Let $K$ be a *complete* non-archimedean field. A norm on a *finite dimensional* vector space $V$
is a function $| \cdot | : V \to \mathbf{R}$ which satisfies the usual norm properties (with the non-archimedean triangle inequality). If the valuation of $K$ is discrete, one can prove that the norm has a very simple form: there exists a basis $e_i$ of $V$ as a $K$-vector space such that
$$
\left| \sum_i \lambda_i e_i \right| = \max |\lambda_i| |e_i|
$$
(we can freely choose the $|e_i|$ of course). One call these norms splittable.

When $K$ is no longer discrete, there should be counterexamples, but I cannot find anywhere in the literature. I am wondering if anyone has written a counter-example down anywhere. Of course, any example must be at least two-dimensional.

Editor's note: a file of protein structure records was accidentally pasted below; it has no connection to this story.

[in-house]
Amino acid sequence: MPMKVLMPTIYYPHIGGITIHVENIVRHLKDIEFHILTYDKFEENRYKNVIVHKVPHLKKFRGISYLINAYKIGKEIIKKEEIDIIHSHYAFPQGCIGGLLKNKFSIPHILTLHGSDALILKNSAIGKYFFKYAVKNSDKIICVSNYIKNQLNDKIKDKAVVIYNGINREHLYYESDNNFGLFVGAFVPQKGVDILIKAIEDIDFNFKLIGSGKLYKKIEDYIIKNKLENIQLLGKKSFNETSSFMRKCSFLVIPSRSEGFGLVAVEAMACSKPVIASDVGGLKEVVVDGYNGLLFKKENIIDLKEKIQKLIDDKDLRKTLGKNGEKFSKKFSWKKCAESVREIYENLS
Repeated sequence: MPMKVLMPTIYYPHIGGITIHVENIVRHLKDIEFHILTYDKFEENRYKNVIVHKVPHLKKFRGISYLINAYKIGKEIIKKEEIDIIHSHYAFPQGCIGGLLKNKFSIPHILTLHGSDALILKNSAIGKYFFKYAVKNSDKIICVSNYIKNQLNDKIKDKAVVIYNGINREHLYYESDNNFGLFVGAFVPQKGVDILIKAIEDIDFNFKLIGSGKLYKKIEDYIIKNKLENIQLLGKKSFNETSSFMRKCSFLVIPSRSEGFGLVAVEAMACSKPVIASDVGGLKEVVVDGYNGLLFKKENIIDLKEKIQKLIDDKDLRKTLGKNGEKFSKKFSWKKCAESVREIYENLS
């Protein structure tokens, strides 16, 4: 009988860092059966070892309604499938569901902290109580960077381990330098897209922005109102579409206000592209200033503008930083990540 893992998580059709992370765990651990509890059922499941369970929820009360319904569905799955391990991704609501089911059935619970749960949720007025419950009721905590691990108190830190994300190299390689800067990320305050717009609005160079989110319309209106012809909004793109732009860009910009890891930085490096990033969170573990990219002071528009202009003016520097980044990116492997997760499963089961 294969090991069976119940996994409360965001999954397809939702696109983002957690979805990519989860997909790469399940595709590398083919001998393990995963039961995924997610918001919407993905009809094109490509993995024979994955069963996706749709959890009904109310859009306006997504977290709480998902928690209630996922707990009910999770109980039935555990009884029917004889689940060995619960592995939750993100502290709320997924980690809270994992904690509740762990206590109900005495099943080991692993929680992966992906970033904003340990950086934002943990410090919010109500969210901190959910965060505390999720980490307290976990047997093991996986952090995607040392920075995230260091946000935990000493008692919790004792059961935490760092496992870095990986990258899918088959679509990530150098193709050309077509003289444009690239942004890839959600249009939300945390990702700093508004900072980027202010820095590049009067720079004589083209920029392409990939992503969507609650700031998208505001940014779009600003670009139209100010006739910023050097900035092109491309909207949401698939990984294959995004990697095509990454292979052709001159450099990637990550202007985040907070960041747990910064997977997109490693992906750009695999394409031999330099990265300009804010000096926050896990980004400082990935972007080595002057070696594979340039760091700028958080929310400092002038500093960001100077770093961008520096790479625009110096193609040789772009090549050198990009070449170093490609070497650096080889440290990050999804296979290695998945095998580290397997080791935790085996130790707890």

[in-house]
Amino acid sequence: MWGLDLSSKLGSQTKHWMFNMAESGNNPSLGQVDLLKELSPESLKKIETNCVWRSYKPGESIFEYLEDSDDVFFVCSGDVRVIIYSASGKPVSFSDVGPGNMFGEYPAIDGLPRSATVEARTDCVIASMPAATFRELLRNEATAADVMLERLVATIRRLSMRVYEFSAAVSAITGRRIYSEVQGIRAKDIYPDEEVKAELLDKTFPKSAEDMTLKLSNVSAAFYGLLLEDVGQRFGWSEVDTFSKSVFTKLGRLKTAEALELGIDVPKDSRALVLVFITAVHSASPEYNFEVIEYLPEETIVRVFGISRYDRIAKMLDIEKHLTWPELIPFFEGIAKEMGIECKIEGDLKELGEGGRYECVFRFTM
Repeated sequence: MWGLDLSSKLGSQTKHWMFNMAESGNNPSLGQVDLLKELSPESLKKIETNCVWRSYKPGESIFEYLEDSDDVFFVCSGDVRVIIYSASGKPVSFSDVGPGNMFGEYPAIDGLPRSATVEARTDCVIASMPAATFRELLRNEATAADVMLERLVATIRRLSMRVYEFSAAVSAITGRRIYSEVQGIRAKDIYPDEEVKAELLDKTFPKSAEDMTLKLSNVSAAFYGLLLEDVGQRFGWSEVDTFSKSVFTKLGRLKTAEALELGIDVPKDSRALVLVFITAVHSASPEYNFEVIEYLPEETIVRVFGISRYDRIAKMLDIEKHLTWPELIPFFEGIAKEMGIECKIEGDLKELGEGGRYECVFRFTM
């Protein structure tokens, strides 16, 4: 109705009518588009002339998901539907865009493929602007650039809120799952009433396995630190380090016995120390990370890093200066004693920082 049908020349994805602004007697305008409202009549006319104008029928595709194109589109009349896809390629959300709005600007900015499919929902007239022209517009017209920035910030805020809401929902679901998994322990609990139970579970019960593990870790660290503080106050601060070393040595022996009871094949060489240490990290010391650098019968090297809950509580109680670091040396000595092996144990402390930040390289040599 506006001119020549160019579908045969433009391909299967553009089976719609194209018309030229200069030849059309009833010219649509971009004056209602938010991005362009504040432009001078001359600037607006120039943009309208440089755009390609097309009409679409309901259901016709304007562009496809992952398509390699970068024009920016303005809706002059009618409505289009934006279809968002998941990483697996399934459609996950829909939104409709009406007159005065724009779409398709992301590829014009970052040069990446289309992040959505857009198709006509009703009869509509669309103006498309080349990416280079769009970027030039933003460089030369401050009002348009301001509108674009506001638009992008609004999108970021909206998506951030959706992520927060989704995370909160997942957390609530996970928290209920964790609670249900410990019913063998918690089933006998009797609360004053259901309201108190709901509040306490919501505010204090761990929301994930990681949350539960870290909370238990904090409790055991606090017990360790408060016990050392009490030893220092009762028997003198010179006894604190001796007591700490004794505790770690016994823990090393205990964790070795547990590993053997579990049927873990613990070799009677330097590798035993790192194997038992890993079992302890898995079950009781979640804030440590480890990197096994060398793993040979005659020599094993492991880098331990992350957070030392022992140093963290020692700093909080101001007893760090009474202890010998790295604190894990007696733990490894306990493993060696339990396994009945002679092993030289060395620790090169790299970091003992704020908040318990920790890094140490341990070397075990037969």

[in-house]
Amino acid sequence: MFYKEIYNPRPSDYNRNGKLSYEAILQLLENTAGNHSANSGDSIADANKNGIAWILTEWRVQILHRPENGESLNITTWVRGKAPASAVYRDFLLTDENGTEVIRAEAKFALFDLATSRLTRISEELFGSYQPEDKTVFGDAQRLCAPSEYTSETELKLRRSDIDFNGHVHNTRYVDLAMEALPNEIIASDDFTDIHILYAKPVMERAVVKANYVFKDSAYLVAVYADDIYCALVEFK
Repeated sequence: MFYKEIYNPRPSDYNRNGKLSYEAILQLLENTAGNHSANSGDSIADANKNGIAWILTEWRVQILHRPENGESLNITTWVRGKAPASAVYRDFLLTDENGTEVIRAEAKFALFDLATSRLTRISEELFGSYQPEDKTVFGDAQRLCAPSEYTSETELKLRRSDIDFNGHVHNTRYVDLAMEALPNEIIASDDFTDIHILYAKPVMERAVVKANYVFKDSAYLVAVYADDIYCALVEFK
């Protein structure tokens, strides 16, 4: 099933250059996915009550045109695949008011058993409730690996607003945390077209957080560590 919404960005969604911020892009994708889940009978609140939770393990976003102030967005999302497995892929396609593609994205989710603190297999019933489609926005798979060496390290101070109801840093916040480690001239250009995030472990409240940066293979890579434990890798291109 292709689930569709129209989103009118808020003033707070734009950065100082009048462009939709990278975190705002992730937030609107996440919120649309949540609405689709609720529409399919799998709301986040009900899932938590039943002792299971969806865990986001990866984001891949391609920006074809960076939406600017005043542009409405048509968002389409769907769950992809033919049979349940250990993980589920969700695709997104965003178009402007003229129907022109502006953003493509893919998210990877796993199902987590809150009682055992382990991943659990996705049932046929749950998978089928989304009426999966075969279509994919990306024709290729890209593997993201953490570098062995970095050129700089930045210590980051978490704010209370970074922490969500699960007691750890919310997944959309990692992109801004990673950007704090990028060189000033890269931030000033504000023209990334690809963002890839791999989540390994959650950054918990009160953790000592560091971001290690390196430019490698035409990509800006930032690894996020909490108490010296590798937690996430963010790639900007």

For example if one considers $V^{\leqq 1} \subset V$ the $\mathcal{O}_K$-submodule consisting of elements of norm $\leqq 1$, then this is torsion-free hence flat over the valuation ring $\mathcal{O}_K$. If this is finitely generated it is therefore free and even one sees that the rank must agree with the dimension of the vector space. This then implies that the norm splits (and gives a proof in the discrete valuation case), so one sees that this phenomenon has to do with the non-noetherianness of the ring of integers.